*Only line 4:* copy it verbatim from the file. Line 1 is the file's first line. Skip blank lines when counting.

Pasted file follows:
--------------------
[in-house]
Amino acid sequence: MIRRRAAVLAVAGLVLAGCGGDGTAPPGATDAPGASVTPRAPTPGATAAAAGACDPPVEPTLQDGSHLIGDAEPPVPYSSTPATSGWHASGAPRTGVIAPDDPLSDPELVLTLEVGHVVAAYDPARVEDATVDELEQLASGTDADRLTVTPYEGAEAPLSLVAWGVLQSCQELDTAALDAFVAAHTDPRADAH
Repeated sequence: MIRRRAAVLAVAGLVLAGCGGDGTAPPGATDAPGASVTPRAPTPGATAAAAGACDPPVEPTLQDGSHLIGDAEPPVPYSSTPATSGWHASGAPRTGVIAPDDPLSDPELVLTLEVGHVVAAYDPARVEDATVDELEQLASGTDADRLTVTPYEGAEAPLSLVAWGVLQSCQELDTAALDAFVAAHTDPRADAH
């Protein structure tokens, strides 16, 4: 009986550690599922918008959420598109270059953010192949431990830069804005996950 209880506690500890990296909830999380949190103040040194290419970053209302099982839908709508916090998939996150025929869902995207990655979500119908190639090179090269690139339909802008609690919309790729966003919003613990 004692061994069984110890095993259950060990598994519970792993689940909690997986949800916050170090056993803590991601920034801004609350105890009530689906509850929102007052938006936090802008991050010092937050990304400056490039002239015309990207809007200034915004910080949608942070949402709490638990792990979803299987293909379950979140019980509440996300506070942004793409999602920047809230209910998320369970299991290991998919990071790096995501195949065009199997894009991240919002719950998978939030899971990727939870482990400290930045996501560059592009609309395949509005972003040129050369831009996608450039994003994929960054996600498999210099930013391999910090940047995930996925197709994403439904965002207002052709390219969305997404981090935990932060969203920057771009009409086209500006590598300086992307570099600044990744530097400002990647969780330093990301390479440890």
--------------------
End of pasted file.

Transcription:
């Protein structure tokens, strides 16, 4: 009986550690599922918008959420598109270059953010192949431990830069804005996950 209880506690500890990296909830999380949190103040040194290419970053209302099982839908709508916090998939996150025929869902995207990655979500119908190639090179090269690139339909802008609690919309790729966003919003613990 004692061994069984110890095993259950060990598994519970792993689940909690997986949800916050170090056993803590991601920034801004609350105890009530689906509850929102007052938006936090802008991050010092937050990304400056490039002239015309990207809007200034915004910080949608942070949402709490638990792990979803299987293909379950979140019980509440996300506070942004793409999602920047809230209910998320369970299991290991998919990071790096995501195949065009199997894009991240919002719950998978939030899971990727939870482990400290930045996501560059592009609309395949509005972003040129050369831009996608450039994003994929960054996600498999210099930013391999910090940047995930996925197709994403439904965002207002052709390219969305997404981090935990932060969203920057771009009409086209500006590598300086992307570099600044990744530097400002990647969780330093990301390479440890």